Start with introducing the term “pilot” to see whether your students are familiar with it, and then ask them whether they recall seeing a memorable TV series pilot. Ask your class what they think the features of a good pilot are (a good opportunity to revise some basic vocabulary such as plot, characters, episode, sitcom, drama, suspense) and put their ideas on the board.
Distribute Reading worksheets. In Part, 1 ask the students to ignore the highlighted words and first focus on filling in the gaps with the words from the box (individually). Step two involves matching the highlighted words with their definitions and filling in gapped sentences (pair-work / whole class). Once you have completed the advice, compare the ideas from the article with the ones you had put on the board.
Move on to Part 2 which contains the list of TV pilot writing don’ts. You might read them together to see whether you agree. Then, match the highlighted expressions with their meaning and fill in the sentences.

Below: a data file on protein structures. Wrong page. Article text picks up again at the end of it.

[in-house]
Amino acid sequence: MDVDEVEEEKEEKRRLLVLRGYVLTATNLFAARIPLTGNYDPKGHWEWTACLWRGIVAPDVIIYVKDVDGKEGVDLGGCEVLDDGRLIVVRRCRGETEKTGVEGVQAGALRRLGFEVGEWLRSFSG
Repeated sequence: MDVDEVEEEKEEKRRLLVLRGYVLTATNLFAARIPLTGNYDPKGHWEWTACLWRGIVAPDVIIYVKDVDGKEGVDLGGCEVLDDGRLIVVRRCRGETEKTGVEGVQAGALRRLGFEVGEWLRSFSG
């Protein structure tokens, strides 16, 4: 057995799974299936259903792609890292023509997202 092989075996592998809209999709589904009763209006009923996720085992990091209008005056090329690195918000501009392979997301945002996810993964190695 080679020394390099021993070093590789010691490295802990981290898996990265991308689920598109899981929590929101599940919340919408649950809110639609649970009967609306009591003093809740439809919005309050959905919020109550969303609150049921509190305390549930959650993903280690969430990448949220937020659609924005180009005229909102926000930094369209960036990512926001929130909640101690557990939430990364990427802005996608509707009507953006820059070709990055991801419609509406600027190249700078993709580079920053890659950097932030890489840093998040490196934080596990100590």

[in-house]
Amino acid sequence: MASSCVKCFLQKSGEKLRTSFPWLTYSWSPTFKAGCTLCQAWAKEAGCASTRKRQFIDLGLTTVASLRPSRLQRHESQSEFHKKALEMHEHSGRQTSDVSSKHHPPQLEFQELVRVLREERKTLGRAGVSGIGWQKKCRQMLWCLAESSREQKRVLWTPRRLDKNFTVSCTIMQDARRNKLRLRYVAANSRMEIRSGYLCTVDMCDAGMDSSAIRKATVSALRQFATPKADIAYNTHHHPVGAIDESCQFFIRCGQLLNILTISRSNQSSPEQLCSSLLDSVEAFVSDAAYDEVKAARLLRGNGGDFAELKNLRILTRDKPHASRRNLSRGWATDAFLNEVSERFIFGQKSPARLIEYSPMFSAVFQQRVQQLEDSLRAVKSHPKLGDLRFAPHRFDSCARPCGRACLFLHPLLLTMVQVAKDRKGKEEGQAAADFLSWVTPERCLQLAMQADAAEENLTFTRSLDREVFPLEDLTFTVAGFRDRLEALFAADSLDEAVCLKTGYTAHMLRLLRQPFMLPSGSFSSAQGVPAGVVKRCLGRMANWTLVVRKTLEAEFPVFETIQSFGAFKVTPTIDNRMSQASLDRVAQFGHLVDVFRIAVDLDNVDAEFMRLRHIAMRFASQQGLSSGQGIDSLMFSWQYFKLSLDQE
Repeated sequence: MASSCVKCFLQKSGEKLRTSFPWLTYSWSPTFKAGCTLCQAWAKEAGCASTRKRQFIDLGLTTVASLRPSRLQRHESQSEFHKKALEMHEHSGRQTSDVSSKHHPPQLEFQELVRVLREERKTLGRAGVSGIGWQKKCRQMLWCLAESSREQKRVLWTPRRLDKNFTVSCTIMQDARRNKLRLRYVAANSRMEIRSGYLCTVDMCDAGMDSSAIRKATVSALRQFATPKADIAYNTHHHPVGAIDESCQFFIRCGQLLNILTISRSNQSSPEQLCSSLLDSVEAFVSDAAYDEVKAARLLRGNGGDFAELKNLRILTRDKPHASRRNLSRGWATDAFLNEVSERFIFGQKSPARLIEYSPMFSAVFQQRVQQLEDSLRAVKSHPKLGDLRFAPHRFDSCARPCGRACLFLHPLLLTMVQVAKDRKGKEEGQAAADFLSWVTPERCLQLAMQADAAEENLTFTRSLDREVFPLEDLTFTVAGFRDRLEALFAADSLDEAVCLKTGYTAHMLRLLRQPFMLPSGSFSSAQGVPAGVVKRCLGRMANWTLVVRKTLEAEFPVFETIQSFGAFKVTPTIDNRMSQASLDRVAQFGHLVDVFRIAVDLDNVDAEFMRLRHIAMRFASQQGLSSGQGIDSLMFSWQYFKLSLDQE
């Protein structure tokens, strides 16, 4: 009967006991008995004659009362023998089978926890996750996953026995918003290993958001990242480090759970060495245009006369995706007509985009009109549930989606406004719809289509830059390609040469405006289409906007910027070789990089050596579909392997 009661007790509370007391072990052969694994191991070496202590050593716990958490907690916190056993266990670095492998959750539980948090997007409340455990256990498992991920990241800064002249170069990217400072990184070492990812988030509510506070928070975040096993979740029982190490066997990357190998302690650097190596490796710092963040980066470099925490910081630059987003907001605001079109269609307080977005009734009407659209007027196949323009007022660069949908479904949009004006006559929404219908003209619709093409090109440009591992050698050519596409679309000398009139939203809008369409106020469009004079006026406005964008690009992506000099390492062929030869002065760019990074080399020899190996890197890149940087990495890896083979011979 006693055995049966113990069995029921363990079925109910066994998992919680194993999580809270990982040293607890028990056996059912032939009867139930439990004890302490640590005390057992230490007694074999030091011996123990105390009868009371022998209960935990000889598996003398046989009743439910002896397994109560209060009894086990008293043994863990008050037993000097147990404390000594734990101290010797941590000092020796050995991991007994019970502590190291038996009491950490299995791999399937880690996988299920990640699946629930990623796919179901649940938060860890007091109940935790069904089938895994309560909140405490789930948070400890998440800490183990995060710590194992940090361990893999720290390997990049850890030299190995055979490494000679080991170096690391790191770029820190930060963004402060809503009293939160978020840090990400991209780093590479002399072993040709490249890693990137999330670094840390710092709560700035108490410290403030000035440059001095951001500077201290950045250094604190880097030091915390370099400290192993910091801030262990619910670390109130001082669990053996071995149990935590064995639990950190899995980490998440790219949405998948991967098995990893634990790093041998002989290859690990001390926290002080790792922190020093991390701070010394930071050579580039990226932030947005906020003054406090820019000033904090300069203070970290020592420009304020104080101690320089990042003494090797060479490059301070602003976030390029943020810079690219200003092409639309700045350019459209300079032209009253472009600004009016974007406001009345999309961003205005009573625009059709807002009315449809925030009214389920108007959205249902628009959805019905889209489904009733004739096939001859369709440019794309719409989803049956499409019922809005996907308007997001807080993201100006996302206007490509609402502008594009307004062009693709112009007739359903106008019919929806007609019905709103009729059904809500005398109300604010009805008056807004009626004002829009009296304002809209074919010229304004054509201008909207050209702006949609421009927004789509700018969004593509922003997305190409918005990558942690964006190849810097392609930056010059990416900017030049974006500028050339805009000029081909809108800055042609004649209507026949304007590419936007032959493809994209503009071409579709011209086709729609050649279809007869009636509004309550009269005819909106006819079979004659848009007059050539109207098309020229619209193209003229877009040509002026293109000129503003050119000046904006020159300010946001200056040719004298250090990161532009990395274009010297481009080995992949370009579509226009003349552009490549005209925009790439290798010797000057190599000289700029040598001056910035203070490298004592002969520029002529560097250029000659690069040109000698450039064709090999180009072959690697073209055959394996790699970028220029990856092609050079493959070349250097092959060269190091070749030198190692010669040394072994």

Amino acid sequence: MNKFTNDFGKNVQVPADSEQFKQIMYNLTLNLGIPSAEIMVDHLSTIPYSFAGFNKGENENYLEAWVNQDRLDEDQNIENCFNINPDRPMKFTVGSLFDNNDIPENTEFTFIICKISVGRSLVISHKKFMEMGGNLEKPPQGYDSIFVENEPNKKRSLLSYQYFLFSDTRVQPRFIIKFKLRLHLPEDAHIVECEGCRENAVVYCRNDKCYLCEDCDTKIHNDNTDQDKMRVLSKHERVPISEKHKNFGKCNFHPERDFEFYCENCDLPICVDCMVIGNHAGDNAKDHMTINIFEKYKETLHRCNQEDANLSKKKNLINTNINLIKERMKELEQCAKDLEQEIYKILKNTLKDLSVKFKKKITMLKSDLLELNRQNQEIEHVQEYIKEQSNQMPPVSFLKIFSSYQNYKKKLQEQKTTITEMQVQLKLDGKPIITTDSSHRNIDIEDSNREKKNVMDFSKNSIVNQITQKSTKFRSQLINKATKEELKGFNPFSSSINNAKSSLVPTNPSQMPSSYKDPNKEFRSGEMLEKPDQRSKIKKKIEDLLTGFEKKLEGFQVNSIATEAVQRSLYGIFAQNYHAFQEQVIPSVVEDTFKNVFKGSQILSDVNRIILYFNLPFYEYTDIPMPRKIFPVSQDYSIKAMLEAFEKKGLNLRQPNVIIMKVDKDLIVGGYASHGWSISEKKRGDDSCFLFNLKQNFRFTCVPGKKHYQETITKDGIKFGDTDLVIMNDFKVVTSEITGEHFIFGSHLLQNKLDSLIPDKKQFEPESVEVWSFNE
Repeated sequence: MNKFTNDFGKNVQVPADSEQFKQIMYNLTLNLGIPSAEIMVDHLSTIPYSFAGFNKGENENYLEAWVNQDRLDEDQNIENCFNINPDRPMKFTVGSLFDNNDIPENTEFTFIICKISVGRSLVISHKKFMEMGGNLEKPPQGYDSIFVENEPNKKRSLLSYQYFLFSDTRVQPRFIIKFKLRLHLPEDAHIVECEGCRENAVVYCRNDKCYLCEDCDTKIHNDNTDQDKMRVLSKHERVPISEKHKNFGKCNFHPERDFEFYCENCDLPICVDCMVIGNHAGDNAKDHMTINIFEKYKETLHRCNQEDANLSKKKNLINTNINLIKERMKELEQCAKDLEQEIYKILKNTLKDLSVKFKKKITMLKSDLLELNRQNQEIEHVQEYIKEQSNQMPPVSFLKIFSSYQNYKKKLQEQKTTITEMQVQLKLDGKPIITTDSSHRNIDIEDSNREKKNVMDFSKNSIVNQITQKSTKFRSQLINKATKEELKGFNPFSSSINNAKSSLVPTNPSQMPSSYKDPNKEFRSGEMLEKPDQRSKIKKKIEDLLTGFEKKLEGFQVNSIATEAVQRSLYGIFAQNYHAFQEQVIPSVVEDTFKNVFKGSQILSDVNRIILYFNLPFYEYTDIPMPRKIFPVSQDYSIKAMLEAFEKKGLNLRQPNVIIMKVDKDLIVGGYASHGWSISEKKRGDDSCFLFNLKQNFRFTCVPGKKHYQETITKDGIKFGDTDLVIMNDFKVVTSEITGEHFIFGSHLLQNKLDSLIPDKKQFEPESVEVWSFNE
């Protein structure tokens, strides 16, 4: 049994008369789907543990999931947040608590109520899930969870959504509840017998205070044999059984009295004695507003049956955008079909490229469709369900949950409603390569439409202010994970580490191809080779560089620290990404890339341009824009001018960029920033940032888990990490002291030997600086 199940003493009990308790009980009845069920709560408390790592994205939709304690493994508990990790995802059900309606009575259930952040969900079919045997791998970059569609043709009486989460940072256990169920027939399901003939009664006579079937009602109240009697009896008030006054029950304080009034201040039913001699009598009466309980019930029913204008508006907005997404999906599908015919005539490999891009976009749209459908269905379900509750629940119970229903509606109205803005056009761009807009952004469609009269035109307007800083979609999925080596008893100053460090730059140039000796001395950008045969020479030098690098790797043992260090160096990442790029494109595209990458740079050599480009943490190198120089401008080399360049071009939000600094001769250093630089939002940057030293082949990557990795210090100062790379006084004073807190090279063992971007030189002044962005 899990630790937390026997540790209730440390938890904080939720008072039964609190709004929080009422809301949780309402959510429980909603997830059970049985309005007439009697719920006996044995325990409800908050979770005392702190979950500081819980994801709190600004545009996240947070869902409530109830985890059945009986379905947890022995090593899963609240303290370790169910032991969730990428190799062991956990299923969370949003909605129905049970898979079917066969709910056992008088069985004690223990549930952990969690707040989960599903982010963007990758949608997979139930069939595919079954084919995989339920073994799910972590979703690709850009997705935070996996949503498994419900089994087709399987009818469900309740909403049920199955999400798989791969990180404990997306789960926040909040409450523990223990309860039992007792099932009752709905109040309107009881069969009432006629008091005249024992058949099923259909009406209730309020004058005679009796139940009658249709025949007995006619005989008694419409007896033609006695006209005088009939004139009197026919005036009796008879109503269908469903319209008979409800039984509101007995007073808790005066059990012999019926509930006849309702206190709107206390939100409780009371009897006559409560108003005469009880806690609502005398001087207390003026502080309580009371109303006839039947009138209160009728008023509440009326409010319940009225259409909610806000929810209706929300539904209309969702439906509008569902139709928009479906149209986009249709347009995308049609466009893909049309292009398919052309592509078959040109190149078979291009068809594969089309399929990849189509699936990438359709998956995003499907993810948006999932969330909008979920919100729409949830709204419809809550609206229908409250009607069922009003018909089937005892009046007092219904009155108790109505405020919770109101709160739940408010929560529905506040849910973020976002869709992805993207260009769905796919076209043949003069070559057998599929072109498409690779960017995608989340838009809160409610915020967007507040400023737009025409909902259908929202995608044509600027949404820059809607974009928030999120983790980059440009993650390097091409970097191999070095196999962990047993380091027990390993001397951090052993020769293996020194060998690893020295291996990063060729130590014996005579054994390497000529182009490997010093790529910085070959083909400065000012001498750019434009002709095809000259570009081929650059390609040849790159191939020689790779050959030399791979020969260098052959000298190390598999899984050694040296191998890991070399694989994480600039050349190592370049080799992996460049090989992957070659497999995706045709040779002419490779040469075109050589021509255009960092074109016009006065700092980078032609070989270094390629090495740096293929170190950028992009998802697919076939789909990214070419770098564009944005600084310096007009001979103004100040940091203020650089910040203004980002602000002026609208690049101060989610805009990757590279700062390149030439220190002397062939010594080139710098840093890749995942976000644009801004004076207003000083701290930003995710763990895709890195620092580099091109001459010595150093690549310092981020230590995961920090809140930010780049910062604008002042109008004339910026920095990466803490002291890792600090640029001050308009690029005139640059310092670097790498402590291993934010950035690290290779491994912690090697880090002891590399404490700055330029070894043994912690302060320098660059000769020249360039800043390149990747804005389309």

Before you distribute the Listening worksheets tell your students they are about to see the list of Top 10 Pilot Episodes of TV Dramas (basically meaning no sitcoms like “Friends” or “How I met your mother”, but TV series with episodes around 40 minutes long). Ask them to predict which TV series are likely to be mentioned, put the titles on the board. Distribute the worksheets, see how many titles your students managed to guess correctly (it is really going to differ depending on the age of your students, but the list contains titles known to virtually everybody). Students watch the video and fill in the gaps to find out what was so special about these TV pilots. After completing the task ask your students whether they agree with the ranking or maybe they would change it etc. Go through the vocabulary from the Listening and decide which are the necessary ingredients of a successful pilot (choose 5).
The follow-up activity involves writing a short (80-100 words) description of the best TV pilot ever using words and expressions from the Reading and Listening parts. Students may prepare a draft in class and then rewrite it at home.
This topic worked great with my teenage and adult students (FCE and CAE groups). Everybody had their favourite TV series (sometimes more than one) and an opinion on why it was so successful or better than other TV shows. A number of new words might have been a bit overwhelming for some students, but at the same time they enjoyed being able to discuss their favourite shows using more accurate and varied vocabulary.